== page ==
Wednesday, 4 October 2017


Town gas works due for demolition.

Built for a one-off cover shoot and magazine feature, Parpinton Gas Works was simply a scenic diorama on a sheet of thick MDF. With no reinforcing structure or protective shell, it was inevitable that it would be prone to damage while stored in a very untidy and dirty garage. Although I've used it for a few more photo shoots in the past year, for other magazine and book projects, the number of unblemished buildings and scenery were getting fewer, so I decided to cut my losses and consign the model to history.

Virtually everything bar the track and ground cover has been salvaged for re-use. Indeed, most of the structures had already been employed on numerous other layouts and dioramas - I hate to throw anything away.

Before the demolition team moved in, though, there was just time for the last rail movement along the High Street, as a 'Pug' hauled away wagons of unburnt coal from the closed works' stockpiles. As soon as the last wagon clears the entrance, the huge wooden gates will be shut for the final time. 

Friday, 29 September 2017


Class 31/4 upgrade in honour of first issue of Model Rail.

This month marks 20 years since Model Rail magazine became a standalone, monthly publication and, with this in mind, I'd been browsing through issue No.1 looking for inspiration. The mag featured an in-depth Masterclass feature on the humble Class 31 diesels, showcasing possible improvements to the Lima model, which was the best 'OO' RTR offering at the time.

After ruminating on Brush Type 2s for a while, I recalled how excited I used to be when the '31'-hauled Liverpool-Sheffield expresses whizzed through my local station, so I decided to model one of these ETH-equipped Class 31/4s. 

Using a Hornby model as a basis, I’d originally planned to portray 'skinhead' 31418 in its late 1970s/early 1980s guise, as the locomotive was one of the last ‘31/4s’ to retain the ‘retro’ bufferbeam cowling, waist strip and boiler fittings.

Being unsatisfied with Hornby's weathered BR blue finish, I stripped the body back to bare plastic, to lay the best foundations for a quality paint finish.

Alas, Hornby cannily formed the raised waist strip from an extra layer of paint, presumably achieved by tampo printing. This explains why the strip looked rather insubstantial and, not wanting the hassle of reinstating it with plastic strip, I switched to ‘418s’ later, refurbished condition. I wasn’t too disappointed, however, as the model now suits the period when I remember the real things at work on my local line in the late '80s/early '90s.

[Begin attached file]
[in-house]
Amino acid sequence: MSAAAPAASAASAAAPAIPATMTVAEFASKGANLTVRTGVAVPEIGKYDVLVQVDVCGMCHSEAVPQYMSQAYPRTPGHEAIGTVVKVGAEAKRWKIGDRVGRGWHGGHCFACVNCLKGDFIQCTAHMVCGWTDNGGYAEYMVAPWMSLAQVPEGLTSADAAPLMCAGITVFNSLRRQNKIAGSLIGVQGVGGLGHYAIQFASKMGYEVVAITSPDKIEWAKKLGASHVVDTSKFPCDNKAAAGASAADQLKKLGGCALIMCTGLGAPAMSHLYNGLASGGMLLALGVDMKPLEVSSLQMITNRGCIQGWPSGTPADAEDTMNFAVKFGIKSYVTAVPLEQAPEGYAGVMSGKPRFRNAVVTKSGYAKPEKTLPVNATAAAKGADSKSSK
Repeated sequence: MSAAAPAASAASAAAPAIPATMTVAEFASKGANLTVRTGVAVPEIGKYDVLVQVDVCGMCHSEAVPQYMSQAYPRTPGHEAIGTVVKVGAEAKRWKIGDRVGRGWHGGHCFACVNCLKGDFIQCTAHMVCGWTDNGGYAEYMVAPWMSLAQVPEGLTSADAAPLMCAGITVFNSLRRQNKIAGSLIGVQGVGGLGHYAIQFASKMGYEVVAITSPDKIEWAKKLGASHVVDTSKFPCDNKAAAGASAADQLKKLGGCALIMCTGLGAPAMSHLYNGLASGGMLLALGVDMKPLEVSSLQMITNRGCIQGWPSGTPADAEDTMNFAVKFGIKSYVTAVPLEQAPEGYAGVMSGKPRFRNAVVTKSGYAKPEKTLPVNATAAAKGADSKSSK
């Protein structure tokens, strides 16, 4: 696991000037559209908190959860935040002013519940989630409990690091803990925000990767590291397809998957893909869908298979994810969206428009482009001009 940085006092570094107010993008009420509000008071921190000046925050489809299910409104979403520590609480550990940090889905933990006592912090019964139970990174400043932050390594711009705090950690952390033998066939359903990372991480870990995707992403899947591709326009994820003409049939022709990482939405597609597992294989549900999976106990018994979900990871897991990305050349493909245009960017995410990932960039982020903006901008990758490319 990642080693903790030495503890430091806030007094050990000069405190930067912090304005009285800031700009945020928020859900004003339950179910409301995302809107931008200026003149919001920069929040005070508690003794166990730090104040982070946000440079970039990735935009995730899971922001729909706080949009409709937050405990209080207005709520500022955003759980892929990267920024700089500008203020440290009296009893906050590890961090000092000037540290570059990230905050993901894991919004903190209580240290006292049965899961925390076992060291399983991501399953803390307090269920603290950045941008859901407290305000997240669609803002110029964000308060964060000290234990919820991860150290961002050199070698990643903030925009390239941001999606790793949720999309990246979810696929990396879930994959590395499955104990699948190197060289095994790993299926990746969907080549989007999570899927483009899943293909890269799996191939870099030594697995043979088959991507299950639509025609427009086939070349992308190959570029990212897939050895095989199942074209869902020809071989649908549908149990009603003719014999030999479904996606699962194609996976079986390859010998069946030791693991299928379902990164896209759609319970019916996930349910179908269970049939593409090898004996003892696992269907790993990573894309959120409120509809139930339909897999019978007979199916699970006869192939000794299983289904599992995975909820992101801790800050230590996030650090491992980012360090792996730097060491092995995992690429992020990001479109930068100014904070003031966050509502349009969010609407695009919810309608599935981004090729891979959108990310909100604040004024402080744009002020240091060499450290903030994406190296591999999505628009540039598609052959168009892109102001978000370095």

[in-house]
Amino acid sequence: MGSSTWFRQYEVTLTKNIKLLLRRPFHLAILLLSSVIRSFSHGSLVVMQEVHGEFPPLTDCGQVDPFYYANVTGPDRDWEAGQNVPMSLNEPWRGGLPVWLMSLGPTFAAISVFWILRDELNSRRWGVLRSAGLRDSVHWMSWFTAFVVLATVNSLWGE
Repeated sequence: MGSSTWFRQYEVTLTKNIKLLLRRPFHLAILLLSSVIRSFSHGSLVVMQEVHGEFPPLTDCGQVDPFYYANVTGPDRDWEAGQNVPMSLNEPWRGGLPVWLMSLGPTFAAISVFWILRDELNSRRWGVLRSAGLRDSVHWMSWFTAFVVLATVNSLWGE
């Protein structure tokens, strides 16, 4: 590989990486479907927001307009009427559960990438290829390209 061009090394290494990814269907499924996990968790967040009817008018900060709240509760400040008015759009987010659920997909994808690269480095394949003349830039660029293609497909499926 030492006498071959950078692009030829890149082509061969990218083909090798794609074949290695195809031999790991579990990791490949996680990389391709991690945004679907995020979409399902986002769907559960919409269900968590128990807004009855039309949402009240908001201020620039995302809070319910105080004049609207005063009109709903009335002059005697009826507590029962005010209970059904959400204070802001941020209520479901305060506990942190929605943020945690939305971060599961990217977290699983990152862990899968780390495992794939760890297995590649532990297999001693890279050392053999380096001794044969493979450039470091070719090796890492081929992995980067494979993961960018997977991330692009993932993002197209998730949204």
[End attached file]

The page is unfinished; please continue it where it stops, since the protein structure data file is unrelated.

Detailing components have been sourced from A1 Models, Replica Railways and Shawplan, along with an excellent fret of etched brass parts from PH Designs. As well as roof grille, lamp brackets and all manner of small bits and bobs, the PH Design kit also provides a set of wonderful bogie footsteps, complete with mesh tread plates. A little care is needed to assemble them, but they look stunning.

Look out for this project in the next issue of Model Rail - the 20th Anniversary issue! - on sale 19 October.

While I didn't discover Model Rail until 2000 (I remember buying it for the first time in Torquay - it had a Class 26 on the cover!), I soon took out a subscription. It was the first modelling magazine that really grabbed my attention and gave me a spark to get back into the hobby after a short hiatus. Little did I know then that I'd end up working for the magazine a few years later!
Copies of MR1 are not easy to find these days!

Tuesday, 22 August 2017


7mm scale French saloon weathered. 

Why is it that when I'm rooting around in the attic looking for something in particular, I end up finding loads of other stuff I'd forgotten about, but not the thing I was initially searching for? Whatever the reason (it's probably because I need to organise my 'stash' better), this wonderful 1:43 scale Renault 12 appeared and I couldn't resist treating it to a bit of weathering. 

Depicting a typical car from the 1970s, with plenty of corrosion along the wheel arches, doors and wings, the job only took a couple of hours. I ought to convert it to right-hand drive and fit UK style number plates, but that's a job for another day. It should look great parked up near the diesel depot that I've been meaning to build for a while...

The original packaging has disappeared, but I think the model may be from Atlas Editions, dating from the late-2000s.

Monday, 14 August 2017


GWR wartime ARP signal box.

While on holiday in Devon, I popped into Osborn's Models in Bideford and had a mini splurge on 'N' gauge buildings and rolling stock. I also picked up a 'OO' gauge laser-cut wood kit from Arch Models, depicting a GWR Austerity signal box. Built during the war to replace structures damaged by - or at risk of - enemy bombardment, the style is often referred to as ARP, after the Air Raid Precautions of the time.